“An engrossing microcosm of the internet's Wild West years” (Kirkus Reviews), award-winning journalist David Kushner tells the incredible battle between the founder of Match.com and the con man who swindled him out of the website Sex.com, resulting in an all-out war for control for what still powers the internet today: love and sex.
In 1994, visionary entrepreneur Gary Kremen used a $2,500 loan to create the first online dating service, Match.com. Only 5 percent of Americans were using the internet at the time, and even fewer were looking online for love. He quickly bought the Sex.com domain too, betting the combination of love and sex would help propel the internet into the mainstream.
Imagine Kremen’s surprise when he learned that someone named Stephen Michael Cohen had stolen the rights to Sex.com and was already making millions that Kremen would never see. Thus follows the wild true story of Kremen’s and Cohen’s decade-long battle for control. In The Players Ball, author and journalist David Kushner provides a front seat to these must-read Wild West years online, when innovators and outlaws battled for power and money.
This cat-and-mouse game between a genius and a con man changed the way people connect forever, and is key to understanding the rise and future of the online world.
“Kushner delivers a fast-paced, raunchy tale of sex, drugs, and dial-up.” —Publishers Weekly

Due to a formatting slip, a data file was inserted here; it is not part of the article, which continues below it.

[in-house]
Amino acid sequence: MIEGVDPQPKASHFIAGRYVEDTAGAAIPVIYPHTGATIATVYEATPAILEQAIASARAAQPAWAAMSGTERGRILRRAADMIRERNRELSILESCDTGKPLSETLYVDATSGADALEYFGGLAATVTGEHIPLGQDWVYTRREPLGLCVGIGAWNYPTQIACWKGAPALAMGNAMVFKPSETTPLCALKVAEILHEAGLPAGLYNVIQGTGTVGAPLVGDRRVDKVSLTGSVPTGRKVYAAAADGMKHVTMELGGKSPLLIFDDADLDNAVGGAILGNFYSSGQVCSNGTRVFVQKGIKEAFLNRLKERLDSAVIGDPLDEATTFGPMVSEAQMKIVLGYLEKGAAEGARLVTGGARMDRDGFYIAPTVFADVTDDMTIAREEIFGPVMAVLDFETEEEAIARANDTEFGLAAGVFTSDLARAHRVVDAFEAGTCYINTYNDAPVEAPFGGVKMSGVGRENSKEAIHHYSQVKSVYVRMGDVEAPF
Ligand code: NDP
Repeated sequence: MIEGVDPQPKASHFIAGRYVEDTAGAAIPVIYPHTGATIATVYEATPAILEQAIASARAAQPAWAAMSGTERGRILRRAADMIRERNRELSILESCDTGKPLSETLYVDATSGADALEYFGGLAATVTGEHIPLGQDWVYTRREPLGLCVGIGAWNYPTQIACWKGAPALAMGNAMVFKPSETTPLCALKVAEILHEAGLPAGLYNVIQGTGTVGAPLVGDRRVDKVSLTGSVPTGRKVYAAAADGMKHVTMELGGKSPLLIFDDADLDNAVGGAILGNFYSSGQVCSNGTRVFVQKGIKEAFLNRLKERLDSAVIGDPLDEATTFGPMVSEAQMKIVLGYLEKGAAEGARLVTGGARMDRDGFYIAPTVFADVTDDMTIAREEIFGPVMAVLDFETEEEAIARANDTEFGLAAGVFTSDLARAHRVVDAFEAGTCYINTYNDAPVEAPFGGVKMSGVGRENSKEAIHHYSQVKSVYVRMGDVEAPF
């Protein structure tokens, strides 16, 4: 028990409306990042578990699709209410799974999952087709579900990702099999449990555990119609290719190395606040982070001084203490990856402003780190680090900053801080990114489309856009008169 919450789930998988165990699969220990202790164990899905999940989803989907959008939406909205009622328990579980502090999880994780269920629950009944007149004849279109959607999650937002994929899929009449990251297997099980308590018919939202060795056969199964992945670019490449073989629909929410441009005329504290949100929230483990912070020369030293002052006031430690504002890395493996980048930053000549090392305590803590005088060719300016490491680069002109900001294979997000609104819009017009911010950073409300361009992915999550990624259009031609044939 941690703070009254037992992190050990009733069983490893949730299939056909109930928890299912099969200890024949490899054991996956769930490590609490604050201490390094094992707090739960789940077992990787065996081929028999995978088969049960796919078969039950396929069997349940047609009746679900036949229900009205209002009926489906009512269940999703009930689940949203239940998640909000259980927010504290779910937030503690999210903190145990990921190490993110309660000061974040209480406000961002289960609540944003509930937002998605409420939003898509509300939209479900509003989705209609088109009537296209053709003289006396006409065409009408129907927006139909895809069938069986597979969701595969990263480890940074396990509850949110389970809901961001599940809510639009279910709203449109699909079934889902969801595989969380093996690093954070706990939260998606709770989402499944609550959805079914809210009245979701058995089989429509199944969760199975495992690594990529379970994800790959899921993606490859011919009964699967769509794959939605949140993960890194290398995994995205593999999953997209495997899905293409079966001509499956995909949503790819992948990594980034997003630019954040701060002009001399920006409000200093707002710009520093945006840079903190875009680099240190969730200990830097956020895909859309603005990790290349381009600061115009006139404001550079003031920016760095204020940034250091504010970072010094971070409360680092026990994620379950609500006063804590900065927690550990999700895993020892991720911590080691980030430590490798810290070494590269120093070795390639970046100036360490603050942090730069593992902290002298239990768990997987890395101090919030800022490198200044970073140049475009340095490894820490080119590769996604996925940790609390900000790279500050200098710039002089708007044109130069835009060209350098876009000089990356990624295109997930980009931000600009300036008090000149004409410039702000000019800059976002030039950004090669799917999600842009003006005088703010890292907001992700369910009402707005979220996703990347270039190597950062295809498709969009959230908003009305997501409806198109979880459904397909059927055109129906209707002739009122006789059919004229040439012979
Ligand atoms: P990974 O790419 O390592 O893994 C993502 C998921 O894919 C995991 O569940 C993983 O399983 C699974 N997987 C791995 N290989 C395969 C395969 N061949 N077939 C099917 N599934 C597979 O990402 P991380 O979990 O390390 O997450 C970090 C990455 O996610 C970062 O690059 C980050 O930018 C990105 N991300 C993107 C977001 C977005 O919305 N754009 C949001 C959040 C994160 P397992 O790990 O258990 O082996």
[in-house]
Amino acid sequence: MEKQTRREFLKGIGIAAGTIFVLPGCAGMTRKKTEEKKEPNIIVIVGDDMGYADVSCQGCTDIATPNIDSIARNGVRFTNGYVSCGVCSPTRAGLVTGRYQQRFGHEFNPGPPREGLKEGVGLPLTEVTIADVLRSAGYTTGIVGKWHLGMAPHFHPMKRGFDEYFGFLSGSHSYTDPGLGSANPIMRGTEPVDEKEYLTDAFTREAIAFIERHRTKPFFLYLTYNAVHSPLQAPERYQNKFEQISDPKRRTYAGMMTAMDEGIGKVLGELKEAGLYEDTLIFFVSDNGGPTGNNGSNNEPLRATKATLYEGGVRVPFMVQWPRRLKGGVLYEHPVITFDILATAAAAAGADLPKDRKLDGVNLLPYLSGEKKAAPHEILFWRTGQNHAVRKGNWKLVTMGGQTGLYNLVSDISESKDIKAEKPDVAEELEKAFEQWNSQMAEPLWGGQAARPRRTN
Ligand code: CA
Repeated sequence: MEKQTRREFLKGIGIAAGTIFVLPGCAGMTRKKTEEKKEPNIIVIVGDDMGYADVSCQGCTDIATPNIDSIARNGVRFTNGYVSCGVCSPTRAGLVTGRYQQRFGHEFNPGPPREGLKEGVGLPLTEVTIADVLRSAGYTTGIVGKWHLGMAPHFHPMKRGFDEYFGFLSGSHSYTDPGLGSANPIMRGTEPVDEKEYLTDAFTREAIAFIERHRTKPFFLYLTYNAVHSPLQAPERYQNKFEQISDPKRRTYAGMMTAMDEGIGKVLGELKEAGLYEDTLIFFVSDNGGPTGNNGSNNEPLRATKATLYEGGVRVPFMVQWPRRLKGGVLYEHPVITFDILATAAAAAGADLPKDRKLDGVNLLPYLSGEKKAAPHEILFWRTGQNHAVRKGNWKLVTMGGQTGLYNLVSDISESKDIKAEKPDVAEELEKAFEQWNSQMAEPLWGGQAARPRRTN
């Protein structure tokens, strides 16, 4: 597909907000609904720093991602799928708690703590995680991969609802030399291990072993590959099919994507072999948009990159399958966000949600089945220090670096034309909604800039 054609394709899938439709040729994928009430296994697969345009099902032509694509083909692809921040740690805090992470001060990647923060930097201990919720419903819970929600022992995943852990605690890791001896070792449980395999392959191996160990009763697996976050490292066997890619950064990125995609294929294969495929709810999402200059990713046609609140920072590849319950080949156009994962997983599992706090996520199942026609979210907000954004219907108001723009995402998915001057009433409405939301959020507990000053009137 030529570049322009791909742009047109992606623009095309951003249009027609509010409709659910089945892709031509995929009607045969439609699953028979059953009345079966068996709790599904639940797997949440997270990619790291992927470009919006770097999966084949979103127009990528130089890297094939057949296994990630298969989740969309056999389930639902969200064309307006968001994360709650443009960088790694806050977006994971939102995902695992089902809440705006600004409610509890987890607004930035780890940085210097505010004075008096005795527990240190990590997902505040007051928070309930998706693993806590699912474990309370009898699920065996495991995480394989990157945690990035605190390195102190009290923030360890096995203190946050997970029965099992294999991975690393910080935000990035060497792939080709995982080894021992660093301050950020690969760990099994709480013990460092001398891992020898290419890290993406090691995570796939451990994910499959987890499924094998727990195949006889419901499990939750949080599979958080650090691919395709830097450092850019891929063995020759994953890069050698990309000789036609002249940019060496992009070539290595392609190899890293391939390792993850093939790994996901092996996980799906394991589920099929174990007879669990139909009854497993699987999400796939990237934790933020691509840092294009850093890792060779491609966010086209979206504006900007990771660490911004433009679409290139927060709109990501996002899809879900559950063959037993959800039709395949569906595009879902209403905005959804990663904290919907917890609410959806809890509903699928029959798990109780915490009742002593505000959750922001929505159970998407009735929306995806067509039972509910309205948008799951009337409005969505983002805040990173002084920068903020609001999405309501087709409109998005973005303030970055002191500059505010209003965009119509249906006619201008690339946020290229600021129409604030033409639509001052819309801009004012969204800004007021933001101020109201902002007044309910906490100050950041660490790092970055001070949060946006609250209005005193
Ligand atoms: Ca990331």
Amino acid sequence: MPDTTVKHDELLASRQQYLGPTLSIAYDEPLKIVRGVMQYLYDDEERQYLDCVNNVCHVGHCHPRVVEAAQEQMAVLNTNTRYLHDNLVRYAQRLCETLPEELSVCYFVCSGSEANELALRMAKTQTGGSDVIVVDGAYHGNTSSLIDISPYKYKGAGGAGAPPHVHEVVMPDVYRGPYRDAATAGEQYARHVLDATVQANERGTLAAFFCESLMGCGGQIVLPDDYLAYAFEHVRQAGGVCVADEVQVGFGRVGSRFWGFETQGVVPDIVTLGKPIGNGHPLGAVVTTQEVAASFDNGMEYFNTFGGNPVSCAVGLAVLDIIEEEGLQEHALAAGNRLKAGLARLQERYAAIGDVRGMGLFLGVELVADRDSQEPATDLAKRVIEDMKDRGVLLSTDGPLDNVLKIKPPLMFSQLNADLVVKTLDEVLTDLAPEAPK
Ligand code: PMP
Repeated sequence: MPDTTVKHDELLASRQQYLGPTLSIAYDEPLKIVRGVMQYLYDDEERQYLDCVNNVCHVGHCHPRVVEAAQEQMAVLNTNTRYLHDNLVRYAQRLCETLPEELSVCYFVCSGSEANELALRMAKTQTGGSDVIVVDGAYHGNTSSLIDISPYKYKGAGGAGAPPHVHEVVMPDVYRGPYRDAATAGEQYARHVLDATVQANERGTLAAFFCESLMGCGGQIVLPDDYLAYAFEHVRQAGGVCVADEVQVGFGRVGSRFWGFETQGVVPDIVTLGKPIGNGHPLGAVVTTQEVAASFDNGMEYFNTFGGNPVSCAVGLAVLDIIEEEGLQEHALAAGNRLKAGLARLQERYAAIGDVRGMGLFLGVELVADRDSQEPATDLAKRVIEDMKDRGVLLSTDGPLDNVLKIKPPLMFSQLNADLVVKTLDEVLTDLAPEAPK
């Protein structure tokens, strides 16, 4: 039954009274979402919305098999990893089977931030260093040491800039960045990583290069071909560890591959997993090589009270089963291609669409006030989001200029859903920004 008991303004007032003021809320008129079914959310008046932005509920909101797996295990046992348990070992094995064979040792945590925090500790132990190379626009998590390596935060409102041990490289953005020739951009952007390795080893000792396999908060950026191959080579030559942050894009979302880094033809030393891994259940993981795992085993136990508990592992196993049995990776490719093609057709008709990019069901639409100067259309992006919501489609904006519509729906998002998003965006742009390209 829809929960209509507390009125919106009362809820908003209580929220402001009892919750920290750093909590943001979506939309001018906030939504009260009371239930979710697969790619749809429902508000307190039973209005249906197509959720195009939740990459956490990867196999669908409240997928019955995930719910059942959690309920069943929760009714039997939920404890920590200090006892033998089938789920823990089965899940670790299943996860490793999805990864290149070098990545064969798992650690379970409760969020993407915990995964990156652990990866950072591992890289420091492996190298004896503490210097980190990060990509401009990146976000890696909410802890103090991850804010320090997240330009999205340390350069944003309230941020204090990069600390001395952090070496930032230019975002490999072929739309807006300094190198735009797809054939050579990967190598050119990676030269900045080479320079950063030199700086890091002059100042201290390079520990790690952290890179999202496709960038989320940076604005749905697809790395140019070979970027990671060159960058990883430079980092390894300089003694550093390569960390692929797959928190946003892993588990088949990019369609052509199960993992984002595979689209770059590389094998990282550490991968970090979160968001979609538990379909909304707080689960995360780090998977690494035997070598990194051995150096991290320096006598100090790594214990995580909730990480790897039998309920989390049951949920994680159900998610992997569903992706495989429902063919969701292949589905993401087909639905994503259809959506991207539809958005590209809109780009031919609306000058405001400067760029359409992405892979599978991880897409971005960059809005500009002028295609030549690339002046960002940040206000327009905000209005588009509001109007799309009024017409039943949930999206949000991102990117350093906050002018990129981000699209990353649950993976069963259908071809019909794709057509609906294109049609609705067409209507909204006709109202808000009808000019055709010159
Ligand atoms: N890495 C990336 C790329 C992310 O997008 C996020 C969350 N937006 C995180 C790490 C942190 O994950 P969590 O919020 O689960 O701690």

Journalist Kushner (Alligator Candy) delivers a surprising, cockeyed history of the internet's early days through the entangled stories of two of its early innovators: Gary Kremen, "the father of online dating" and founder of Match.com, and Stephen Michael Cohen, an internet visionary, pornographer, and con man. Their precedent-setting battle over a single highly lucrative domain name, Sex.com, began in 1994 and involved absurdist legal proceedings Cohen showed up to one deposition with his glasses broken so he could not read any documents placed before him and Kremen's road trip through Mexico to prepare for seizing Cohen's assets there, which proved to encompass both a seedy Tijuana strip club and a shrimp farm in a bucolic small village. Interspersed between these exploits, Kushner adds historical context about the development of online culture during the 1990s. Brief vignettes describe key moments in internet history, such as the launch of Mosaic, the first popular web browser, and the advent of rampant file sharing through Napster and similar sites. Kushner thus delivers a truly unexpected history of the internet and its growing impact on everyone's lives. Forgoing dry tech-speak, Kushner delivers a fast-paced, raunchy tale of sex, drugs, and dial-up.